Comcast Customers Will Begin Having Their Mobile Data Throttled

We still don’t and won’t block, throttle or discriminate against lawful content. We’re still not creating fast lanes. We still don’t have plans to enter into so-called paid prioritization agreements.”
— Comcast Cable CEO Dave Watson, June 2018, via PhillyMag

Less than one month after Comcast and other internet service providers proclaimed that they would not throttle customers' internet after net neutrality is dismantled, Comcast is.....wait for it....throttling customer's mobile internet usage. Again.

Comcast said, "the company will begin throttling all video streams to 480p resolution, which will become the default resolution for streaming video through cellular data." Customers streaming via WiFi, however, will not be affected. 


Comcast will roll out a package that will allow customers to pay for 720p resolution. Comcast's Xfinity Mobile customers using the Unlimited Data Plan can also look forward to being capped at 600kbps. Comcast, a huge proponent of dismantling net neutrality laws because he believed them to be "too restrictive" took less than one month to renege on his self-proclaimed "commitment to net neutrality."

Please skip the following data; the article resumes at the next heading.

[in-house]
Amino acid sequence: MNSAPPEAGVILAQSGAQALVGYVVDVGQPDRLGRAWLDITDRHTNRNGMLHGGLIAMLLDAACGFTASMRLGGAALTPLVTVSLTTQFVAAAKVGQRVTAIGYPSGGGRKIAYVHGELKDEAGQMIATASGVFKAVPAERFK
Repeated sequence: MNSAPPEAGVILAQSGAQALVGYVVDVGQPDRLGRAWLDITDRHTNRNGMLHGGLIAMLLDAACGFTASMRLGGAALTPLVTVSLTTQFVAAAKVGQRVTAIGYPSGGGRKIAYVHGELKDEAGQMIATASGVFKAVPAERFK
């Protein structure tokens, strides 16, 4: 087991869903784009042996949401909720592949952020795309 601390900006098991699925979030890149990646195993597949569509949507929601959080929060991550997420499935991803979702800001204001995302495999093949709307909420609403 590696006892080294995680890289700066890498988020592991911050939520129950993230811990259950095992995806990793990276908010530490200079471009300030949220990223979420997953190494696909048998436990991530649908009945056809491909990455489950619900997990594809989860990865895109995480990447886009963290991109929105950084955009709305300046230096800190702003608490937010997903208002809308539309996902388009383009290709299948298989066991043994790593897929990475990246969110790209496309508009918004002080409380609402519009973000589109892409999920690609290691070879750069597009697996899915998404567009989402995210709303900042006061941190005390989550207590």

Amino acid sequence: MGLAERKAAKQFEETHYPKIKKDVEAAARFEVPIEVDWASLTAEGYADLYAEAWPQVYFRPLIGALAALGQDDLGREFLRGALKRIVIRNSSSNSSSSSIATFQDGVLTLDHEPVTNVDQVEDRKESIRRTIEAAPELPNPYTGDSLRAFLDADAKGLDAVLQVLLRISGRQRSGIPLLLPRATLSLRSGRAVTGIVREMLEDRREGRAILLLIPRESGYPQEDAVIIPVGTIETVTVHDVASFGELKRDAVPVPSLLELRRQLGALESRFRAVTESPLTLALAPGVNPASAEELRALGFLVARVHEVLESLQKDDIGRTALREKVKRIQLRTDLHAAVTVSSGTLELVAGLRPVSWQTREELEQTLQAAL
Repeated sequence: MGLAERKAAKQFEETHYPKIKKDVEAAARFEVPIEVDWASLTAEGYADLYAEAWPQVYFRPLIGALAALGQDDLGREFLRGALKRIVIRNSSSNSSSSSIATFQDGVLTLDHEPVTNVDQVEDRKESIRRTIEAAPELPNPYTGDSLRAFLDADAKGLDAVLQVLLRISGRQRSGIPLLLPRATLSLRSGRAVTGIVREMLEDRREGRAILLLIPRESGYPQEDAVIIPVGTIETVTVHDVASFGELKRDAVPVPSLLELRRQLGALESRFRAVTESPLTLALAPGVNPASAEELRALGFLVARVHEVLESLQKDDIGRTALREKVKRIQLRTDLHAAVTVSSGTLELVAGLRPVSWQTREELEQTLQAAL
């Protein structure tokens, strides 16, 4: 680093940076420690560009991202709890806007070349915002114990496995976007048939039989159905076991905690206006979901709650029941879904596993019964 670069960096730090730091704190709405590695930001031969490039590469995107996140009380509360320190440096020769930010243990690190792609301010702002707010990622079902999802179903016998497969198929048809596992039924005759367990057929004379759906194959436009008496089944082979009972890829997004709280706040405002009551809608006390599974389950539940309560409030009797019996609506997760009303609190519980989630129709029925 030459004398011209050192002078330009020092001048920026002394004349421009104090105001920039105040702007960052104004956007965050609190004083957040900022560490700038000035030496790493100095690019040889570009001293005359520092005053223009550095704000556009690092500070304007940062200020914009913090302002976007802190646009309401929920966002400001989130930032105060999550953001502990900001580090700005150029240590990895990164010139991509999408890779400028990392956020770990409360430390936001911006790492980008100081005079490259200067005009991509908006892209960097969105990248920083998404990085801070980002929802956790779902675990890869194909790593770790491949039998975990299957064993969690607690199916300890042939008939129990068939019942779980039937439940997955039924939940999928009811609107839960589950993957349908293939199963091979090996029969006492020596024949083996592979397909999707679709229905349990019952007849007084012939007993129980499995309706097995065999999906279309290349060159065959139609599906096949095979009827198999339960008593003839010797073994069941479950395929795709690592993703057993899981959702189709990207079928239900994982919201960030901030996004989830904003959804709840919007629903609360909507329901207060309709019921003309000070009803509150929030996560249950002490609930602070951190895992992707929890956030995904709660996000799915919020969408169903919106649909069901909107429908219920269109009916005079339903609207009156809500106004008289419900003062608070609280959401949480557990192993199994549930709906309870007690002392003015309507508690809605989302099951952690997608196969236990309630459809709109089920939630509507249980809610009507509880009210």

So, how will Comcast rope customers into paying for 720p? They're going to allow current customers to continue to stream at 720p at no additional cost, then announce the price change and charge customers to continue to stream at the higher quality 720p.

Charter Communications also launched a mobile broadband service and will throttle videos to 480p while offering customers to a package for 720p. Ars Technica shows that both Comcast and Charter Communication have similar mobile broadband services and pricing. Both companies' unlimited plans are $45, capping data at 600kbps. For their limited plans, Comcast charges $12 for each gigabyte of usage while Charter charges $14 for each gigabyte.

CalMatters' Antoinette Siu reported that The State of California is looking to take on the FCC by reinstating a state net neutrality bill that was gutted in June but has since been renegotiated. Senator Scott Wiener of San Fransisco said, "We know that the federal government is not going to fix things in the foreseeable future.” Hopefully, more states will follow California's example and draft bills to instate net neutrality laws so that ISPs won't be able to take advantage of consumers.

Perhaps more people would have fought to preserve net neutrality if they knew just what net neutrality was and how losing it could affect their daily lives. At present, this will only affect mobile data users on Comcast's Xfinity and Charter Communications Mobile. But it's only a matter of time before a package for home services is impacted.

Are you surprised that ISPs are beginning to go back on their word? Let us know in the comments.